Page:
Humans rarely get to do more than admire birds from a distance — watching winged visitors at bird-feeders, observing their behavior through binoculars or listening to their calls in the canopy above.
One exception to this rule is bird banding — the act of safely catching, measuring and marking birds. Banding provides crucial information about bird species, populations and health. It also allows human participants a rare chance to hold a songbird, measure its intricate wings and even feel its tiny heart thrumming against their palms.
Audubon Rockies operates four banding stations in Wyoming. At the stations, researchers and volunteers catch birds in mist nets, determine age and gender and take measurements before affixing them with a tiny leg band. Banding takes place in the summer.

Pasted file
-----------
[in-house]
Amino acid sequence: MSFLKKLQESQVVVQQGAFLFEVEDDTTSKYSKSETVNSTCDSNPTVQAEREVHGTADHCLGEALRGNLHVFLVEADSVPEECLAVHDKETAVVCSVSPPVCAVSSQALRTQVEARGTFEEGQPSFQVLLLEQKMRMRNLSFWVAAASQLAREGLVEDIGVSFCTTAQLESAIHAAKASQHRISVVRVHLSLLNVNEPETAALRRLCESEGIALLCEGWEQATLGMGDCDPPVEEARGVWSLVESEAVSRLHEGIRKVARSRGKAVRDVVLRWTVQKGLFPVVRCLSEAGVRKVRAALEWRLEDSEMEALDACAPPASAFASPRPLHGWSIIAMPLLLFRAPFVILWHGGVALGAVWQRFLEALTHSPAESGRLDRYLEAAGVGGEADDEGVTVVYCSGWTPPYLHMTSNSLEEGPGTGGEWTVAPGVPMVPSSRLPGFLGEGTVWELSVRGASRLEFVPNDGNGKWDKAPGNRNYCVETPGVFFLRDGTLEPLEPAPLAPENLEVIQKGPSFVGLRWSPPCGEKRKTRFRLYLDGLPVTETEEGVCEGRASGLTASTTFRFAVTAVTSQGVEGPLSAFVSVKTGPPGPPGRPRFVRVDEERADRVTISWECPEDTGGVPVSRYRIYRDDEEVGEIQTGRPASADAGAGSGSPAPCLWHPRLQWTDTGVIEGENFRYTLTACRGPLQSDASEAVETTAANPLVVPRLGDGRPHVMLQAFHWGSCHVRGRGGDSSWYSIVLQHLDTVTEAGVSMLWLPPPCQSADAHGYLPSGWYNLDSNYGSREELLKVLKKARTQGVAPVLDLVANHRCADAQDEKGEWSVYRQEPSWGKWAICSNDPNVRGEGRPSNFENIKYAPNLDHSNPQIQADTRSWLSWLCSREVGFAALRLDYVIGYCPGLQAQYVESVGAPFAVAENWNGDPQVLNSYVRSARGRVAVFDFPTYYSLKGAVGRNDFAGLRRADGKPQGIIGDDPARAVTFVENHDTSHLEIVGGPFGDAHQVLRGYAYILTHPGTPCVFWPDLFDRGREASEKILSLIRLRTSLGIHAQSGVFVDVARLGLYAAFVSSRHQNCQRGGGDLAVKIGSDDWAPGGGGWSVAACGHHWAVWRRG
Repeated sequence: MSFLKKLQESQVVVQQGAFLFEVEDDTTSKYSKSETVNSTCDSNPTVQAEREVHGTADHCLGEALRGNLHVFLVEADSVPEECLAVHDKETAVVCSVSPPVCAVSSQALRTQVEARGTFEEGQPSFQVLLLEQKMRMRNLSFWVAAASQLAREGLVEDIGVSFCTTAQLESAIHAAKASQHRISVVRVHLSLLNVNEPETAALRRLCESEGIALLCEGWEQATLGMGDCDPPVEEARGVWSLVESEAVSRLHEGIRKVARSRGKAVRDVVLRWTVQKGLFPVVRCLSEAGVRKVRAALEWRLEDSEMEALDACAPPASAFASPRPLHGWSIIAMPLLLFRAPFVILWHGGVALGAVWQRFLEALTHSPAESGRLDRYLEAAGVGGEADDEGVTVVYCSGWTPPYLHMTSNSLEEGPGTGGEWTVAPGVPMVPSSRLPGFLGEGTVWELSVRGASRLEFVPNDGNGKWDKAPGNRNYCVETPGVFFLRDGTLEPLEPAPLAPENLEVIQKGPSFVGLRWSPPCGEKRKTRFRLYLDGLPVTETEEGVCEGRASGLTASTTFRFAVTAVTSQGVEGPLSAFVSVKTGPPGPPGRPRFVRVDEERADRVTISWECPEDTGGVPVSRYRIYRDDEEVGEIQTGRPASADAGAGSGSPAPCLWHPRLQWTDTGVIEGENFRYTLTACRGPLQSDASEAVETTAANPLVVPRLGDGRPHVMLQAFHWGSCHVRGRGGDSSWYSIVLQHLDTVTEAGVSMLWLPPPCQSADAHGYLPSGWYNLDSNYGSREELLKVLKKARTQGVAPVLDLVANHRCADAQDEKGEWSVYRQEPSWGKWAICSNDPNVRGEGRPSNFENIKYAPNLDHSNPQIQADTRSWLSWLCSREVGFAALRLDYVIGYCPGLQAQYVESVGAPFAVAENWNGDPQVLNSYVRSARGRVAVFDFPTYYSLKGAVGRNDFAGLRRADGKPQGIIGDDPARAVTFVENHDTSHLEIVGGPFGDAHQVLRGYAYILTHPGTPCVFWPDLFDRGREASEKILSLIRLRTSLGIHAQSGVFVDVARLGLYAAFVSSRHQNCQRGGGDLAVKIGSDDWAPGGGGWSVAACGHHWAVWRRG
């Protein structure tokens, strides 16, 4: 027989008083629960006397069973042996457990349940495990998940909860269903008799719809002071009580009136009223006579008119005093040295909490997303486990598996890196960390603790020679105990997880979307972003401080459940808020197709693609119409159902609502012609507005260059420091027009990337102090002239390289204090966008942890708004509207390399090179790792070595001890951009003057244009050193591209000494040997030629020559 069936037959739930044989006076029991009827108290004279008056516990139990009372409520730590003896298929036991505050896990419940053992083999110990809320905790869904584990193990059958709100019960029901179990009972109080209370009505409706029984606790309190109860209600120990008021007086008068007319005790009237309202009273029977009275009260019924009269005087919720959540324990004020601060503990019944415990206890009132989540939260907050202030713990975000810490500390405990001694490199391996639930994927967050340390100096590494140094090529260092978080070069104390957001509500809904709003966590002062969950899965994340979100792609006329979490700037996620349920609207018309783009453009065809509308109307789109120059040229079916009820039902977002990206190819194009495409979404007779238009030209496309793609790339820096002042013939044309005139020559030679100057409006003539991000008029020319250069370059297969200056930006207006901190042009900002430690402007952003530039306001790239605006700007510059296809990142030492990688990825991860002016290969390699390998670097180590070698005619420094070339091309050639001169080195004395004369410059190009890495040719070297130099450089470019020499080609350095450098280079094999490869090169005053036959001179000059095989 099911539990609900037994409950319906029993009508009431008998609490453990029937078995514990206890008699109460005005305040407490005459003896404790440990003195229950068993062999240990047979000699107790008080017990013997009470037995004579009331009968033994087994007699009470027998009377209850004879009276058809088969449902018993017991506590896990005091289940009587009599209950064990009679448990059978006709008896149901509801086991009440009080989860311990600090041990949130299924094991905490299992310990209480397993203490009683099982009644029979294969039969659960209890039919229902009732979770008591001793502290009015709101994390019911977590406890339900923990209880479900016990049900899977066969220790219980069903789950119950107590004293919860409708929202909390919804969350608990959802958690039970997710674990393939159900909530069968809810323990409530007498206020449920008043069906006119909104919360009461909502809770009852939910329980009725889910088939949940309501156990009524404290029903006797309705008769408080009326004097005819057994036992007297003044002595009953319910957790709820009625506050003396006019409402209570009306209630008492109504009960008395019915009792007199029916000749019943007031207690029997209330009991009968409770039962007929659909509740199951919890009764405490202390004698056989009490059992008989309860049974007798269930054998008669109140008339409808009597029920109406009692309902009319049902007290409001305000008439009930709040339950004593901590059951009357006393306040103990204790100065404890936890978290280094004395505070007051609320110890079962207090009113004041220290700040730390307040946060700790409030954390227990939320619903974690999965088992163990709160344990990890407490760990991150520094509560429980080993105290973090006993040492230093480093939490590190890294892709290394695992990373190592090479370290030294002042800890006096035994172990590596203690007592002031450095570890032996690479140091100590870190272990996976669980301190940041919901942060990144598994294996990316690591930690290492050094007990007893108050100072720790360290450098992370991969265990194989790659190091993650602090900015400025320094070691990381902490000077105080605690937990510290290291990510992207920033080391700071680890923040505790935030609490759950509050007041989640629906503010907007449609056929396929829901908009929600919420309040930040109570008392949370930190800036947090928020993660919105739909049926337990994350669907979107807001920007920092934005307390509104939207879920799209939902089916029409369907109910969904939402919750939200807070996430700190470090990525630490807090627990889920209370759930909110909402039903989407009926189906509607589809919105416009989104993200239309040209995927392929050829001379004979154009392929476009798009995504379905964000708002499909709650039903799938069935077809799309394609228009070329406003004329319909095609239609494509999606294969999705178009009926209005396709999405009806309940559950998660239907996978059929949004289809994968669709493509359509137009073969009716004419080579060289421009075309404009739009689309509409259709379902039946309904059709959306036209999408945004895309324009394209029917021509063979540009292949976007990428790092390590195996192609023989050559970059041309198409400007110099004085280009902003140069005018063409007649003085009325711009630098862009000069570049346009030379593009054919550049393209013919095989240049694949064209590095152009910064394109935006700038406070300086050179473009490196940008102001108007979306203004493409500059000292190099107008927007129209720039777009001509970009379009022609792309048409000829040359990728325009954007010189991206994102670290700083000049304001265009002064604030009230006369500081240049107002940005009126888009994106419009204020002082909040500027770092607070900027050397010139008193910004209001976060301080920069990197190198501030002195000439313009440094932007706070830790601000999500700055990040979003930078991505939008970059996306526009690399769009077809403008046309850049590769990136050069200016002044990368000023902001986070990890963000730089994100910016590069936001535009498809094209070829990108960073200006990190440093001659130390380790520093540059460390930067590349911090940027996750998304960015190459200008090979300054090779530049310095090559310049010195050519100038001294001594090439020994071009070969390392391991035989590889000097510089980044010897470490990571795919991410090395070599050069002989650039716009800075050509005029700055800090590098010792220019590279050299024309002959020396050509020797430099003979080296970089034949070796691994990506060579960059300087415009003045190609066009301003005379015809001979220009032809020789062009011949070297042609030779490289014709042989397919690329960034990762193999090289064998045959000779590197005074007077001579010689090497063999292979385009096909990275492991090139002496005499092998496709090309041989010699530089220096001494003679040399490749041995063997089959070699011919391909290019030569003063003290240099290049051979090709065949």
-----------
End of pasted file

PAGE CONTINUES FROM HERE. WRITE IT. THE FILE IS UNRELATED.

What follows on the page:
Cheyenne photographer and bird fan Peter Arnold sits on Audubon Rockies’s board of directors, and has photographed several banding events.
Sometimes a rare visitor even shows up, such as this Calliope hummingbird. The Calliope is the smallest bird found in the U.S.; the tiny traveler flies more than 5,000 miles each year from its breeding grounds in northwestern states to Mexico and back again.
The public is invited to attend bandings. Once measurements are logged and the bird receives its leg band, it is released unharmed.
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